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  Home  > Child/Family Wellness  > The Wellspring of Wellness, Meryn G. Callander

The Wellspring of Wellness, Meryn G. Callander

I became a mother at age 41. It has been the most profound experience of my life. Unlike other major events in my life, this experience will be with me - in a very immediate way on both the secular and sacred dimensions of my being - until the day I die.

My work with family and child wellness is born of my experience of becoming a mother. It reflects aspects of my journey with Siena Travis Callander - the lively, freckle-faced, brown-eyed, curly red-haired delight who joined my husband, John Travis (Jack), and me in 1993 - who I have the deep privilege of calling daughter.

My decision to bear a child came as a surprise to me. I now think of it as an instinct - a biological imperative asserting itself. In my professional life, I had been writing and facilitating seminars with Jack on healing the estrangement that is normative in the Western world for nearly 10 years before we started talking about changing our prior decision not to have children (Jack has a daughter by a previous marriage).

A few years prior to Siena's conception, we discovered Jean Liedloff's The Continuum Concept, a book that was to radically impact the way in which I perceived and tended to she-who-was-to-become-our daughter - and indeed, all children. I've been writing and talking about, and trying to use, attachment parenting/continuum concepts (and more) ever since. Jack and I have tried to provide Siena with as close to this experience as we could, lacking an extended family or village to support us (and her), but it's very different in our culture.

Liedloff lived with the people of the Yequana and Sanema tribes of Venezuela for several years. She found them to be the happiest people she had ever encountered. In time, she concluded that we "in civilization" are laboring under some serious misconceptions about human nature, and that the way we treat babies and children is a primary cause of the alienation, neurosis, and unhappiness that is so widespread in our culture.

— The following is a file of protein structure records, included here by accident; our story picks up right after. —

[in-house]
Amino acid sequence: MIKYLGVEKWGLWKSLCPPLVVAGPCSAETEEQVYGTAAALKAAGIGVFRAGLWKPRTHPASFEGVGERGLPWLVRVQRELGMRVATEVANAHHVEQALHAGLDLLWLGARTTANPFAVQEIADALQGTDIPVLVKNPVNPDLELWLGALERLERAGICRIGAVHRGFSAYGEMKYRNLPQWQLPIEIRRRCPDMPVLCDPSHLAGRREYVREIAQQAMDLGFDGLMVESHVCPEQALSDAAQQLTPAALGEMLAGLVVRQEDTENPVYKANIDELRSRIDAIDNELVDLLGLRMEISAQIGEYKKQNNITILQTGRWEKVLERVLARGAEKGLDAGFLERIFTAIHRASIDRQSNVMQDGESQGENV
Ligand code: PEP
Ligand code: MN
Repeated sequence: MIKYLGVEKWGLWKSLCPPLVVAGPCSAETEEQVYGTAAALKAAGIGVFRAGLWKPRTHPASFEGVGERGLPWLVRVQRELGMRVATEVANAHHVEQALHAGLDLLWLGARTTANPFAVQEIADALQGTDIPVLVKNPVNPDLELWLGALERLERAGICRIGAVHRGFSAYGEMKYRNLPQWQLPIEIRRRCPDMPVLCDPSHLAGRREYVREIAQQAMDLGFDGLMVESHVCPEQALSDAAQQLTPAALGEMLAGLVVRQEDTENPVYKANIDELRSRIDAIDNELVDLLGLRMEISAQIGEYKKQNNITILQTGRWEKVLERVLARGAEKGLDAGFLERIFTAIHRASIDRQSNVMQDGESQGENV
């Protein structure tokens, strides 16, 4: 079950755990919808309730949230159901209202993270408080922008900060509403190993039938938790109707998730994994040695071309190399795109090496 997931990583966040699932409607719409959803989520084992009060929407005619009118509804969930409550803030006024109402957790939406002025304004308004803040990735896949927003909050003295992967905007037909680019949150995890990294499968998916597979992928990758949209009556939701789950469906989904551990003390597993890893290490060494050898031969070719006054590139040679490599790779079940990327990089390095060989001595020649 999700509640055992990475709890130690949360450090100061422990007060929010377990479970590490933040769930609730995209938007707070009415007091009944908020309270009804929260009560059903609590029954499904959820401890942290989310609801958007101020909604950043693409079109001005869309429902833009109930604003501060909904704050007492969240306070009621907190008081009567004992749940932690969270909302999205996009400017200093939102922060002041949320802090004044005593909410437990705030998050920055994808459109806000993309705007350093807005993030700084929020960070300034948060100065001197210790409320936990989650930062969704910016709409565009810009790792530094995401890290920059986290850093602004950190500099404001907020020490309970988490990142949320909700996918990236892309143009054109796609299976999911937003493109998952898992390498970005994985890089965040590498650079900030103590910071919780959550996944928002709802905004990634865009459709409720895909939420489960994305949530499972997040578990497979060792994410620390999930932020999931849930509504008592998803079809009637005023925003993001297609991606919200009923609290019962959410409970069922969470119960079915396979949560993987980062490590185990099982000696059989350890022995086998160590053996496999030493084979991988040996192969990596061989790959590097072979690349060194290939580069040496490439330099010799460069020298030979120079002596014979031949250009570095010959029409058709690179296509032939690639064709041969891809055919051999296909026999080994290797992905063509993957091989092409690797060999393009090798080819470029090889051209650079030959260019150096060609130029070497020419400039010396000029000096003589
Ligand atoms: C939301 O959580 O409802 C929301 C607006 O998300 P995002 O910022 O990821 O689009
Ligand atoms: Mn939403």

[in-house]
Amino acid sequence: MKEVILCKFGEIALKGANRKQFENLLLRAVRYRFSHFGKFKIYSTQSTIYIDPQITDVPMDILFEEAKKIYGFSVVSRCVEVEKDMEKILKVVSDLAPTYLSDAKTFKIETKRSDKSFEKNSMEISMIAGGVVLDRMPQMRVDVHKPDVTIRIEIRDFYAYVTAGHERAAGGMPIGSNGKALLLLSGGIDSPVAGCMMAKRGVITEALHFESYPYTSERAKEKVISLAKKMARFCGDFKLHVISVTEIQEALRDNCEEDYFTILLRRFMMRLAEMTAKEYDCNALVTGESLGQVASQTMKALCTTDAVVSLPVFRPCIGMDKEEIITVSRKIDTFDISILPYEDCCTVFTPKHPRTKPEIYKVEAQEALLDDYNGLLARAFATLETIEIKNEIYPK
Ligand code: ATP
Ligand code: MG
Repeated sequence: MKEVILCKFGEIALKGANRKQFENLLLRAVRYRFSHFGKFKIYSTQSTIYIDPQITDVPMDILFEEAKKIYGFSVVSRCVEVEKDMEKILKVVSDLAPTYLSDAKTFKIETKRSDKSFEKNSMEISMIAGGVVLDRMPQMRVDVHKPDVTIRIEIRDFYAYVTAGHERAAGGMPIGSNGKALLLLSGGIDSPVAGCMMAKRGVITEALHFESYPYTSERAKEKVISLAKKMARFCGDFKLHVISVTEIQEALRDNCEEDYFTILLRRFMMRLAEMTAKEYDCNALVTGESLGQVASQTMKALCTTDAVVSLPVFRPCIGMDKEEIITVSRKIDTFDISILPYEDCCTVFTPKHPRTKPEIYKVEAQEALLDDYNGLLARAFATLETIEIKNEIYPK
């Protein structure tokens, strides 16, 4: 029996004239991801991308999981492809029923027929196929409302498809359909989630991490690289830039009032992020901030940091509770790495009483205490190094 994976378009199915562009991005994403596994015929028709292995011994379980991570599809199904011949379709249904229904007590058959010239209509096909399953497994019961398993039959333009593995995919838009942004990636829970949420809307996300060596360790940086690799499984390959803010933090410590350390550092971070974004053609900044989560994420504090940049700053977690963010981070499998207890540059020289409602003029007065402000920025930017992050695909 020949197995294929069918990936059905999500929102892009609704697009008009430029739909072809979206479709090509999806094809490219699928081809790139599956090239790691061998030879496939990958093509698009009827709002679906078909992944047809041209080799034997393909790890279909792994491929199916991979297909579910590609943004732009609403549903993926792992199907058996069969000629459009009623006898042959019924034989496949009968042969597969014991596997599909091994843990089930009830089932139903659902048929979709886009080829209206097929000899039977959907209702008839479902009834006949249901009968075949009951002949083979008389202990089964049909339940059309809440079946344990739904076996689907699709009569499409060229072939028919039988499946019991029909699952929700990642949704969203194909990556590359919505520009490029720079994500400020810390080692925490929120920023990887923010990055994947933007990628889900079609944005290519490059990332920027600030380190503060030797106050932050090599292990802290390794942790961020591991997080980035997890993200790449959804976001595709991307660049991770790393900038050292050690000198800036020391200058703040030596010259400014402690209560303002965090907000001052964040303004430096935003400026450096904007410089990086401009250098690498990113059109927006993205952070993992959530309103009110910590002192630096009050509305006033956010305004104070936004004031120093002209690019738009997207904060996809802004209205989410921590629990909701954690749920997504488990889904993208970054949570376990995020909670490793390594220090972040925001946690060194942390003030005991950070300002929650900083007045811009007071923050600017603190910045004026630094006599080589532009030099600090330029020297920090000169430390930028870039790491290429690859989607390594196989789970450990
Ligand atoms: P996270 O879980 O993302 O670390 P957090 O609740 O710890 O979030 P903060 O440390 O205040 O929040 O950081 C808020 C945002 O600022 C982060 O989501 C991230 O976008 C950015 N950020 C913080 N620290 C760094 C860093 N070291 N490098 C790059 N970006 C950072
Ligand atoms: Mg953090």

The children of these tribes never fought, were never punished, and obeyed happily and instantly. The very young were seldom out of the arms of others, and were never left to cry; their discomforts were quickly soothed or alleviated. They were breastfed on demand, and continued to suckle for up to five years.

Liedloff's experiences left me with a burning need to question not only the prevailing assumptions about the nature of humankind, but also "popular" notions on how to nurture an infant or child. I determined to look beyond popular practices to find seeds for harvesting a new consciousness in my child, and in myself - if, indeed, Liedloff's observations were to be proved correct.

I read about a number of societies, and was fascinated by the range of variation, from the wholly unaggressive Tasaday in the Philippines to the highly violent societies of the "civilized" world. This variability indicates violent behavior is more learned than genetic, as it is learned. We become largely what our environment and social heredity socializes us to become.

I found many studies, both cross-cultural and scientific, which showed a strong association between early childcare practices and later personality development. The theme is consistent: the child whose every need is promptly met becomes a gentle, cooperative, nonaggressive adult. The child who receives intermittent attention becomes a selfish, uncooperative, aggressive adult.

Social interaction is an extension of the mother-child interaction. Relationships within the family shape the relationships that a child will create throughout his life - be they loving, cooperative, communicative, or selfish, violent, and isolating. The aberrant behaviors we see around us are not innate, but artifacts - symptomatic of a misperception, culturally perpetuated, about the needs of infants and children, and the nature of humankind.